SLO planners have a Broad Street vision

City planners hope to phase out heavy industrial uses and give the area a downtown feel within 20 years

acornejo@thetribunenews.comMarch 3, 2013 

A  20-year vision for part of South Broad Street that will ultimately transform it into an extension of downtown San Luis Obispo is stirring concern with some longtime business owners about their future in the area.

The South Broad Street Area Plan includes the area of Broad Street that is bounded by Santa Barbara Street, the railroad tracks, South Street and Orcutt Road.

The San Luis Obispo City Council will be asked Tuesday night to include the plan in the city’s Land Use and Circulation Element update.

The concept includes aesthetic improvements to Broad Street such as an eventual median and improved pedestrian access from the west and east sides of the road.

It will also blend light industry with coffee shops, townhomes and office space. 
That plan will eventually incorporate about 425 new homes and an additional 880,000 square feet of commercial space, and transform Victoria Avenue into a “Main Street” environment with shops and homes.

What the plan won’t include is heavy manufacturing and industrial businesses that have long been rooted in the area.

Businesses such as large recycling facilities, storage yards, petroleum product storage and distribution or those that do heavy manufacturing will be eventually phased out and encouraged to relocate to land near the airport.

Existing businesses that will be impacted by the proposed zoning changes will be allowed to stay indefinitely unless they cease business for six months or more.

City planners estimate that about 70 percent of existing businesses on land currently zoned for manufacturing will be accepted under the proposed changes. However, the remaining 30 percent will no longer be compatible.

Some manufacturing businesses along Victoria Avenue could experience the bulk of the impact.

“Victoria Avenue is envisioned to become like a satellite downtown almost,” said James David, city planner. “It’s not that we want the businesses there to relocate necessarily. The idea is that if someone wanted to come in and buy five parcels and put in a rubber processing plant, it would not be allowed.”

John Boitel, who has owned Elco Machine Co. on Victoria Avenue for 33 years, said he isn’t concerned about bringing more homes and businesses to the area. He said it’s the direct impact his business will face as more and more manufacturing businesses leave the area that concerns him.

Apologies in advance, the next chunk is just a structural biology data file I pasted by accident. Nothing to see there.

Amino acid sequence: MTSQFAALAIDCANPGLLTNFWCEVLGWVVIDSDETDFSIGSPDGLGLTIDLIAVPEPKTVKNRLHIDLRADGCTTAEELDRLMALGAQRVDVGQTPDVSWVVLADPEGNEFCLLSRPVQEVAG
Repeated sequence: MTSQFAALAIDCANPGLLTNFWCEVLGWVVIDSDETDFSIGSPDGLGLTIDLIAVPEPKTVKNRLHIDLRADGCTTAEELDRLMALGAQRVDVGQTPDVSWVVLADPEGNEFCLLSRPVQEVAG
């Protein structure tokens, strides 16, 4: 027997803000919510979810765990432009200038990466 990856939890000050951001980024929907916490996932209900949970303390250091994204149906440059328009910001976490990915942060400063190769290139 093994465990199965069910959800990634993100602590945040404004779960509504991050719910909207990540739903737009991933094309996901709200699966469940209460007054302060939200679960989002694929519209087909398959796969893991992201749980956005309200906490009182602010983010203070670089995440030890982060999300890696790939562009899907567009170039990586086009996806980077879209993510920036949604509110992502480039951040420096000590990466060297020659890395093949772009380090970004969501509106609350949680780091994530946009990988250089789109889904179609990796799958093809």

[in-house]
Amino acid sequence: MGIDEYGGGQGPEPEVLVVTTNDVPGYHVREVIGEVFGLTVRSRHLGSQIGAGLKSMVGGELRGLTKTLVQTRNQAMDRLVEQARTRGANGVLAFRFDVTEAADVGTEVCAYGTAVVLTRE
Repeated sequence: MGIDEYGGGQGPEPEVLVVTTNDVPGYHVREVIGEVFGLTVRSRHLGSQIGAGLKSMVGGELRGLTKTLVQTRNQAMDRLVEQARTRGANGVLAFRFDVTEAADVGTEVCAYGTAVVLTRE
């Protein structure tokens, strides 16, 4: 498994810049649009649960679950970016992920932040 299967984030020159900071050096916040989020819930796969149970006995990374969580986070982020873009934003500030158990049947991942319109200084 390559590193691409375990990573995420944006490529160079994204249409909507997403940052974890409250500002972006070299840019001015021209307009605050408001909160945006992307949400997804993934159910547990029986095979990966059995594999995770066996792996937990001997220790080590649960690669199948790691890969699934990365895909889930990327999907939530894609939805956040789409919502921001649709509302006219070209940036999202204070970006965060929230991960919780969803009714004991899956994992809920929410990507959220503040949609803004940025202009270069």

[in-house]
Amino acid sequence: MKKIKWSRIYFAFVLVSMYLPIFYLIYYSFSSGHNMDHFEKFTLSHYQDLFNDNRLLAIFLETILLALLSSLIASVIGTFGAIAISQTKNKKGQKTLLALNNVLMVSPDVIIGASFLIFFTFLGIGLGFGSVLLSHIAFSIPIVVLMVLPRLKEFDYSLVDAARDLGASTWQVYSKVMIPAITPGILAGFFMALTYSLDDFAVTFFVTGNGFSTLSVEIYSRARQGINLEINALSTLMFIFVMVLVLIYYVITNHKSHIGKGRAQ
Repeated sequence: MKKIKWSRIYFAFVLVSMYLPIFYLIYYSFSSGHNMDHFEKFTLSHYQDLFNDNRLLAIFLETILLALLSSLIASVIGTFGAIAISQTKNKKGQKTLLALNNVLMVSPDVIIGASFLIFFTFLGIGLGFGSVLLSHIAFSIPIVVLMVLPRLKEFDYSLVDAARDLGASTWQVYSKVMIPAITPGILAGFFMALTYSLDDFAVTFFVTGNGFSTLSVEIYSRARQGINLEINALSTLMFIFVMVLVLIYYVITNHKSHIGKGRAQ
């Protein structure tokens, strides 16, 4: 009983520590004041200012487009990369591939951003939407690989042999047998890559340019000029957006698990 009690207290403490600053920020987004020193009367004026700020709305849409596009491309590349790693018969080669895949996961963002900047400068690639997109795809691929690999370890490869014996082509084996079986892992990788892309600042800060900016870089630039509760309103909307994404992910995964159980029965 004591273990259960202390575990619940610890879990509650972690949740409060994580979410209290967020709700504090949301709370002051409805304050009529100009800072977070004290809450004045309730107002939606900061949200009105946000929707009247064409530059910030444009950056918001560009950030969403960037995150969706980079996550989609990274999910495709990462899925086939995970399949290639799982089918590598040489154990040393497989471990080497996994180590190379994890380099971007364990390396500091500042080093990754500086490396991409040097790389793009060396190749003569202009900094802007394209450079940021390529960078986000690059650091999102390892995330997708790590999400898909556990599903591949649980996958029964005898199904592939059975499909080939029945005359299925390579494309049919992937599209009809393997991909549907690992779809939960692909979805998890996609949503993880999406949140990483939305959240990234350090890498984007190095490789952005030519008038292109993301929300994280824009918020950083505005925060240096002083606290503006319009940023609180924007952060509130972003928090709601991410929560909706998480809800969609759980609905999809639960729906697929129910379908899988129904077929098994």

“We are going to get squeezed out,” Boitel said.

Existing business owners are also concerned about compatibility as more people move into the area.

“The biggest issue with the plan is that we wouldn’t make very good neighbors to high-density residential,” said Russ Kimmell, owner of San Luis Powerhouse on Francis Avenue. “Sure, we can find a way to stay in business here, but I don’t think people would really enjoy living on a street that has to run diesel engines. It doesn’t make sense to us.”

Other business owners such as Jim Rizzoli of Rizzoli’s Automotive said the plan could be a good thing.

Rizzoli, who owns one of the largest parcels on Victoria Avenue, said the zoning changes could make his property more valuable.

“I see it as opening more avenues for me when it comes to possibilities in the future,” Rizzoli said. “We are on the third generation of the business now, and I don’t plan on any changes. But needs change with time.”

If the council agrees to move the plan for South Broad Street forward in the city’s Land Use and Circulation Element update, future impacts of the changes such as traffic, additional infrastructure needs and a fiscal impact analysis will be undertaken as part of the larger land use update, said David, the city planner.

Reach AnnMarie Cornejo at 781-7939. Stay updated by following @a_cornejo on Twitter.

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